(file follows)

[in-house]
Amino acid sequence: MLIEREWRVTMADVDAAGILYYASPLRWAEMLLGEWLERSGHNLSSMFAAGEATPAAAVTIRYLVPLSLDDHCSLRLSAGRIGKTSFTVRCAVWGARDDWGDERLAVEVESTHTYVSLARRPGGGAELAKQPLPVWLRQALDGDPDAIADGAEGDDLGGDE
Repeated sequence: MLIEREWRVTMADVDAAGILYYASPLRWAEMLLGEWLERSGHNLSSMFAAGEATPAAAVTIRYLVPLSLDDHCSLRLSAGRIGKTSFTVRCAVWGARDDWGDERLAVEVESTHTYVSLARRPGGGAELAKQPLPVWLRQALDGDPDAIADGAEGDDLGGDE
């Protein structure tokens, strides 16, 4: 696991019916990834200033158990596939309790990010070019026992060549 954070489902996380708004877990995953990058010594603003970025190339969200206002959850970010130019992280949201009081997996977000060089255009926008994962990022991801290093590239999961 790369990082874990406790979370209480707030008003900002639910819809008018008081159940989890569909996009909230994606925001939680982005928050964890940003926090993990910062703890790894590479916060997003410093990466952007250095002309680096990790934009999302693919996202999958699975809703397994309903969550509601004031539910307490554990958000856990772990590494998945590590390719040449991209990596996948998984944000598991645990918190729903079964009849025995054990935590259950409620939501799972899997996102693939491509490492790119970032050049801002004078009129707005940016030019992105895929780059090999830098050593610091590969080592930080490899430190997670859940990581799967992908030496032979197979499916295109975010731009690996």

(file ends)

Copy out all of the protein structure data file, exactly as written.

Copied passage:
[in-house]
Amino acid sequence: MLIEREWRVTMADVDAAGILYYASPLRWAEMLLGEWLERSGHNLSSMFAAGEATPAAAVTIRYLVPLSLDDHCSLRLSAGRIGKTSFTVRCAVWGARDDWGDERLAVEVESTHTYVSLARRPGGGAELAKQPLPVWLRQALDGDPDAIADGAEGDDLGGDE
Repeated sequence: MLIEREWRVTMADVDAAGILYYASPLRWAEMLLGEWLERSGHNLSSMFAAGEATPAAAVTIRYLVPLSLDDHCSLRLSAGRIGKTSFTVRCAVWGARDDWGDERLAVEVESTHTYVSLARRPGGGAELAKQPLPVWLRQALDGDPDAIADGAEGDDLGGDE
């Protein structure tokens, strides 16, 4: 696991019916990834200033158990596939309790990010070019026992060549 954070489902996380708004877990995953990058010594603003970025190339969200206002959850970010130019992280949201009081997996977000060089255009926008994962990022991801290093590239999961 790369990082874990406790979370209480707030008003900002639910819809008018008081159940989890569909996009909230994606925001939680982005928050964890940003926090993990910062703890790894590479916060997003410093990466952007250095002309680096990790934009999302693919996202999958699975809703397994309903969550509601004031539910307490554990958000856990772990590494998945590590390719040449991209990596996948998984944000598991645990918190729903079964009849025995054990935590259950409620939501799972899997996102693939491509490492790119970032050049801002004078009129707005940016030019992105895929780059090999830098050593610091590969080592930080490899430190997670859940990581799967992908030496032979197979499916295109975010731009690996």